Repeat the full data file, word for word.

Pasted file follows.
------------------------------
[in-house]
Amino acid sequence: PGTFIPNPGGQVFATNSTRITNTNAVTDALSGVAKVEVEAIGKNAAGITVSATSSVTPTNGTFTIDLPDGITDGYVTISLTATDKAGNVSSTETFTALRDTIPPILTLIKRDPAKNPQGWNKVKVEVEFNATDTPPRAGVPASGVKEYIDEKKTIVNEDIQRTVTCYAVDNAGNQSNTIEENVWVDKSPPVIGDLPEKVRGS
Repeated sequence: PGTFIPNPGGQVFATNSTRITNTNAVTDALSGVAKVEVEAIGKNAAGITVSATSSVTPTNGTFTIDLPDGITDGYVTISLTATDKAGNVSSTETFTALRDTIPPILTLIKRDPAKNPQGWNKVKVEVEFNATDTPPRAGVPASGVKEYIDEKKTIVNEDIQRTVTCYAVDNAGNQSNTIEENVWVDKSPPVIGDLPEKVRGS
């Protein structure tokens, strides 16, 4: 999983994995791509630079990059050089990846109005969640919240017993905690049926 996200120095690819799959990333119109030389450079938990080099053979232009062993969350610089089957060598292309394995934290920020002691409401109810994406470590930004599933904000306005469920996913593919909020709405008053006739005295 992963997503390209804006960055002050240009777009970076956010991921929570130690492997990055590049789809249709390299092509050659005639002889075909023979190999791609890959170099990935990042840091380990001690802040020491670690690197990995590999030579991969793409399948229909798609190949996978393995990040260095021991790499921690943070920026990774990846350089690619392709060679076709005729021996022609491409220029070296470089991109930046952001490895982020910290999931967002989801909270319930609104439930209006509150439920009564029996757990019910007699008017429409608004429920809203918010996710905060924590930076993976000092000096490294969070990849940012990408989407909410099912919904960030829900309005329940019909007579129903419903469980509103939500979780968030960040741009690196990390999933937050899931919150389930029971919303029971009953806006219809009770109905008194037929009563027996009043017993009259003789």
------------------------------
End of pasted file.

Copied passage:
[in-house]
Amino acid sequence: PGTFIPNPGGQVFATNSTRITNTNAVTDALSGVAKVEVEAIGKNAAGITVSATSSVTPTNGTFTIDLPDGITDGYVTISLTATDKAGNVSSTETFTALRDTIPPILTLIKRDPAKNPQGWNKVKVEVEFNATDTPPRAGVPASGVKEYIDEKKTIVNEDIQRTVTCYAVDNAGNQSNTIEENVWVDKSPPVIGDLPEKVRGS
Repeated sequence: PGTFIPNPGGQVFATNSTRITNTNAVTDALSGVAKVEVEAIGKNAAGITVSATSSVTPTNGTFTIDLPDGITDGYVTISLTATDKAGNVSSTETFTALRDTIPPILTLIKRDPAKNPQGWNKVKVEVEFNATDTPPRAGVPASGVKEYIDEKKTIVNEDIQRTVTCYAVDNAGNQSNTIEENVWVDKSPPVIGDLPEKVRGS
């Protein structure tokens, strides 16, 4: 999983994995791509630079990059050089990846109005969640919240017993905690049926 996200120095690819799959990333119109030389450079938990080099053979232009062993969350610089089957060598292309394995934290920020002691409401109810994406470590930004599933904000306005469920996913593919909020709405008053006739005295 992963997503390209804006960055002050240009777009970076956010991921929570130690492997990055590049789809249709390299092509050659005639002889075909023979190999791609890959170099990935990042840091380990001690802040020491670690690197990995590999030579991969793409399948229909798609190949996978393995990040260095021991790499921690943070920026990774990846350089690619392709060679076709005729021996022609491409220029070296470089991109930046952001490895982020910290999931967002989801909270319930609104439930209006509150439920009564029996757990019910007699008017429409608004429920809203918010996710905060924590930076993976000092000096490294969070990849940012990408989407909410099912919904960030829900309005329940019909007579129903419903469980509103939500979780968030960040741009690196990390999933937050899931919150389930029971919303029971009953806006219809009770109905008194037929009563027996009043017993009259003789």